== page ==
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3 Ways to Nail Your Program’s Annual Budget Pitch

Rick Ghinelli ·

Competition for program funding within school districts is increasing. You may find yourself facing a tough challenge where you need to request a sizable amount of money to purchase critical capital expense items such as new instruments, software, and equipment. So how do you convince your fine arts administrator and other superiors that your program is worthy of the additional financial investment, especially when budgets are already super tight?

1. Know Your Audience

Start with some strategic sleuthing. Who are the people you have to convince about investing more funds in your program? Do you have a single decision maker or multiple stakeholders? Make a list of the folks who are involved in the budget process and find out what they care about most when it comes to allocating funds. If you have a single Fine Arts Administrator responsible for allocating the budget, ask them what factors go into their specific decision-making process. If you’re a first-year teacher, inquire about the previous budget request history to help you understand funding patterns and better gauge your request. If you have a Booster Club Board involved, meet with a few key members to assess their financial appetite and desires for growth of your program. If the budgeting requires multiple approval layers, such as a school board, investigate what drives their decision-making as well. Test scores? Attendance rates? Discipline trends? Community prestige? The better you understand what matters to your ‘investment committee’, the easier it will be for you to frame your budget pitch to land strong.

2. Know Your Data Inside and Out

Next, gather the facts about your program. Don’t assume your audience knows all they need to know about what you offer, who is involved, what it takes to run it, and the positive impact it has on students, parents and guardians, the school, and community-at-large. Bring your program to life with key statistics such as:

  • Who: total # of students, # of guardians, # of ensembles, # of volunteers involved
  • How: total # of events (rehearsals/drills, performances, competitions), announcements sent, average # hours students spend per week engaged with your program
  • What: total # of instruments, breakdown by type and percentages of your instruments in excellent, good, poor, and unrepairable condition and average age; include spend on repairs and depreciation values; do the same with your attire/uniform and equipment inventory and include relevant figures for your music library as well

Just like other capital outlay items, musical instruments and equipment will depreciate over time and don’t have an infinite life expectancy. It is critical that directors have a means to keep accurate data on these items, particularly in these three areas: condition, age, and current value. When making budget requests, use the data to illustrate the “why” behind your request. For example, stating that your program needs a new sousaphone because “it is 15 years old, in poor condition, and you have spent more money on repairs than it is currently worth” is a much more compelling case than just saying, “we need a new sousaphone.” With a system like CutTime, assembling your key program data is now a much easier task thanks to the musical instrument export feature which gives you over a dozen data filters including instrument type, condition, age, current value, and repair spend.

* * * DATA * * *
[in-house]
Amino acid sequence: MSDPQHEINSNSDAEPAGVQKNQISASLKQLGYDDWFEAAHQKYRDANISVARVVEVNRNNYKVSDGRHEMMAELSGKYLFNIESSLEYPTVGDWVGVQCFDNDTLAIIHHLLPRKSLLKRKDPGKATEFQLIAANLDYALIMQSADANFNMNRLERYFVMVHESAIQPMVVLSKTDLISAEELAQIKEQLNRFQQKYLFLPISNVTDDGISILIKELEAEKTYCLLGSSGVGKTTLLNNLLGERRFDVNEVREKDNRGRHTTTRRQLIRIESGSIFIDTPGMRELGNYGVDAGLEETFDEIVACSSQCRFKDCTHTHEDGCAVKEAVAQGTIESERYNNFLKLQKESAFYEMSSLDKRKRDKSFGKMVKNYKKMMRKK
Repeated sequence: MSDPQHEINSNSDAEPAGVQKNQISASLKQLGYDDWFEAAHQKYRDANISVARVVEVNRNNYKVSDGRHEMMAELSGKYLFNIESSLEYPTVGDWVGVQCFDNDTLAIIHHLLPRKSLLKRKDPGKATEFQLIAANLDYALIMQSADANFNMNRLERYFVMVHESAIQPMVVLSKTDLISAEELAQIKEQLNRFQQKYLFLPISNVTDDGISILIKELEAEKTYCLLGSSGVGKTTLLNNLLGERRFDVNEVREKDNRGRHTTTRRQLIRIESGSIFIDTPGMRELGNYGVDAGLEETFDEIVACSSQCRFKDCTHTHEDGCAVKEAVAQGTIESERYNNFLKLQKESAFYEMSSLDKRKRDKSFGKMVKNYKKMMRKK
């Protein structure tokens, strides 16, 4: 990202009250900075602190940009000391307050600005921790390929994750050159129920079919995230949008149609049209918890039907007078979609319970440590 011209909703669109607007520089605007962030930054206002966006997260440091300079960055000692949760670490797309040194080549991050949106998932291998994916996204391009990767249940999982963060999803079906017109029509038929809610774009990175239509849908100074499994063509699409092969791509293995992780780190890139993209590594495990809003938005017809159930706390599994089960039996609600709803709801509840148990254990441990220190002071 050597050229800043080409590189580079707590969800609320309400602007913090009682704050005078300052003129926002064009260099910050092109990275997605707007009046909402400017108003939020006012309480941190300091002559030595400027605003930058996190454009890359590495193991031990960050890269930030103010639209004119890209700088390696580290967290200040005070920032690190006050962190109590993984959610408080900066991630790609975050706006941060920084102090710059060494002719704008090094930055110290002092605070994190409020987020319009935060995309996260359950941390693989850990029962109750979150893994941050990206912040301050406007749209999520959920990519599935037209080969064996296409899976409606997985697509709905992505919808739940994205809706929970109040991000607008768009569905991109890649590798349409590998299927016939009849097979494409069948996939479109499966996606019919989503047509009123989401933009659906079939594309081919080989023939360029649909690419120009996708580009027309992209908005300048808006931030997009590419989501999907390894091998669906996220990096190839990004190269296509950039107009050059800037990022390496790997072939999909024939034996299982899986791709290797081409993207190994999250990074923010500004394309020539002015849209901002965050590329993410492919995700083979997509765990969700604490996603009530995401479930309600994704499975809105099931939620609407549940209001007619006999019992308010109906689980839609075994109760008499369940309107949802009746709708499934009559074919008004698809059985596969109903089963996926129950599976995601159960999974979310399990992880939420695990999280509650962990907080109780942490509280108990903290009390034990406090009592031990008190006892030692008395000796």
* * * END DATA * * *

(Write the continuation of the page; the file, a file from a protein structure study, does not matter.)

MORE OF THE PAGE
3. Know Your Bottom-Line Value

Be realistic. Your budget request should prioritize items that are essential to continue running your program. That said, be unapologetic about advocating for your students to have what they need to keep growing as artists. Band and orchestra directors have almost done too good of a job keeping instruments in the hands of students using duct tape and rubber bands! Continued use of worn out assets will inhibit their learning, performance, and motivation to shine.

Advocacy is a word that we hear quite a bit these days, but what does it mean in practice? Advocacy involves teaching someone something they are not aware of or have little understanding about and showing why it is important, so advocacy and education go hand in hand. One crucial thing about advocacy is that it should be on-going and not just a one-time event. In order for your administrators to understand what you do and why your subject is important, you need to constantly inform them about the workings of your fine arts program throughout the year, not just during the annual budget request period. You are your program’s best ambassador and advocate! The more they know your bottom line value to the school system and community, the more likely they are to respond favorably to your financial investment requests.

Want to Know Your Instrument Numbers Better?

Getting your arms around your instrument data can be a real beast. CutTime shows you the current value of each instrument based on industry depreciation values, plus you can easily capture the amount you’ve spent on repairs over the lifetime of the asset.

Use our export feature to extract Purchase Price, Current Price, and Repair Total Values into a CSV or MS Excel file for easier number crunching!